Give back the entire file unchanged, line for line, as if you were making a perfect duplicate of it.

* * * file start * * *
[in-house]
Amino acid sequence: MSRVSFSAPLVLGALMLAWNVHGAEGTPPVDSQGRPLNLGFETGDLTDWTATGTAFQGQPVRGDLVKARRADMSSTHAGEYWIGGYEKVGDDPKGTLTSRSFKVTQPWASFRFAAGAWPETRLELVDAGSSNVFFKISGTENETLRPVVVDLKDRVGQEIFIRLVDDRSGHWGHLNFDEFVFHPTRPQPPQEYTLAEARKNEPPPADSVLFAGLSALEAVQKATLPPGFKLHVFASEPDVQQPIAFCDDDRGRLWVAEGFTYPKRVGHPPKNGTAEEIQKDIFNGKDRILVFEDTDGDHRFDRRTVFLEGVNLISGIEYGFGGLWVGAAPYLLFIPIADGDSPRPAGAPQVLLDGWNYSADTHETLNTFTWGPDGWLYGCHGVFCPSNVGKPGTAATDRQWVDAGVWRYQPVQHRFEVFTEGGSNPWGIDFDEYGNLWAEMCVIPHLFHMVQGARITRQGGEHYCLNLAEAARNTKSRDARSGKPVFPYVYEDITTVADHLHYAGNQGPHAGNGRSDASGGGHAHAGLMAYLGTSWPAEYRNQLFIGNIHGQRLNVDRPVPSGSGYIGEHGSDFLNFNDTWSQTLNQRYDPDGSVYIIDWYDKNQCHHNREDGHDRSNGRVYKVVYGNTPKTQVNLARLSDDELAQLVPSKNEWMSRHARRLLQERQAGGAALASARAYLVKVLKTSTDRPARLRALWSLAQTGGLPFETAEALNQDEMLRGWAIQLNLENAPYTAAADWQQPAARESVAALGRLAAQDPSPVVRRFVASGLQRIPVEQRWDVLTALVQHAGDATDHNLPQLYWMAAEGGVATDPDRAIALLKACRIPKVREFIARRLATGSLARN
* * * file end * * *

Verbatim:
[in-house]
Amino acid sequence: MSRVSFSAPLVLGALMLAWNVHGAEGTPPVDSQGRPLNLGFETGDLTDWTATGTAFQGQPVRGDLVKARRADMSSTHAGEYWIGGYEKVGDDPKGTLTSRSFKVTQPWASFRFAAGAWPETRLELVDAGSSNVFFKISGTENETLRPVVVDLKDRVGQEIFIRLVDDRSGHWGHLNFDEFVFHPTRPQPPQEYTLAEARKNEPPPADSVLFAGLSALEAVQKATLPPGFKLHVFASEPDVQQPIAFCDDDRGRLWVAEGFTYPKRVGHPPKNGTAEEIQKDIFNGKDRILVFEDTDGDHRFDRRTVFLEGVNLISGIEYGFGGLWVGAAPYLLFIPIADGDSPRPAGAPQVLLDGWNYSADTHETLNTFTWGPDGWLYGCHGVFCPSNVGKPGTAATDRQWVDAGVWRYQPVQHRFEVFTEGGSNPWGIDFDEYGNLWAEMCVIPHLFHMVQGARITRQGGEHYCLNLAEAARNTKSRDARSGKPVFPYVYEDITTVADHLHYAGNQGPHAGNGRSDASGGGHAHAGLMAYLGTSWPAEYRNQLFIGNIHGQRLNVDRPVPSGSGYIGEHGSDFLNFNDTWSQTLNQRYDPDGSVYIIDWYDKNQCHHNREDGHDRSNGRVYKVVYGNTPKTQVNLARLSDDELAQLVPSKNEWMSRHARRLLQERQAGGAALASARAYLVKVLKTSTDRPARLRALWSLAQTGGLPFETAEALNQDEMLRGWAIQLNLENAPYTAAADWQQPAARESVAALGRLAAQDPSPVVRRFVASGLQRIPVEQRWDVLTALVQHAGDATDHNLPQLYWMAAEGGVATDPDRAIALLKACRIPKVREFIARRLATGSLARN